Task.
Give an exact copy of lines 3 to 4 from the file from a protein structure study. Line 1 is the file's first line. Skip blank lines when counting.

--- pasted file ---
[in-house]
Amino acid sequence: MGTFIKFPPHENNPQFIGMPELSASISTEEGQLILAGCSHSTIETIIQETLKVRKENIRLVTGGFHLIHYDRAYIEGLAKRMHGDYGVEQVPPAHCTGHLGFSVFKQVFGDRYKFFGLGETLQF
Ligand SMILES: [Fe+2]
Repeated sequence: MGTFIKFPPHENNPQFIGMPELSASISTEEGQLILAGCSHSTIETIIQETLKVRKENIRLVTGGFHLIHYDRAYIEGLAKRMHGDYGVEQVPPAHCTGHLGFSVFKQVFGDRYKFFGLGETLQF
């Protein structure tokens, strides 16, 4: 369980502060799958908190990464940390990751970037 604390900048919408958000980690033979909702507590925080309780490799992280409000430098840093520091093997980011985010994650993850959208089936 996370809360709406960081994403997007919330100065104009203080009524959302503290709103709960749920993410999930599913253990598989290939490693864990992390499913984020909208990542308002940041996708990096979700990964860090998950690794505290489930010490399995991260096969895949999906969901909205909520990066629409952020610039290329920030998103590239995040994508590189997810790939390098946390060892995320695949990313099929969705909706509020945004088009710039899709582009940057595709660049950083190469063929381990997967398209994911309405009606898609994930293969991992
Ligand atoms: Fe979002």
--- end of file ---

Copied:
Ligand SMILES: [Fe+2]
Repeated sequence: MGTFIKFPPHENNPQFIGMPELSASISTEEGQLILAGCSHSTIETIIQETLKVRKENIRLVTGGFHLIHYDRAYIEGLAKRMHGDYGVEQVPPAHCTGHLGFSVFKQVFGDRYKFFGLGETLQF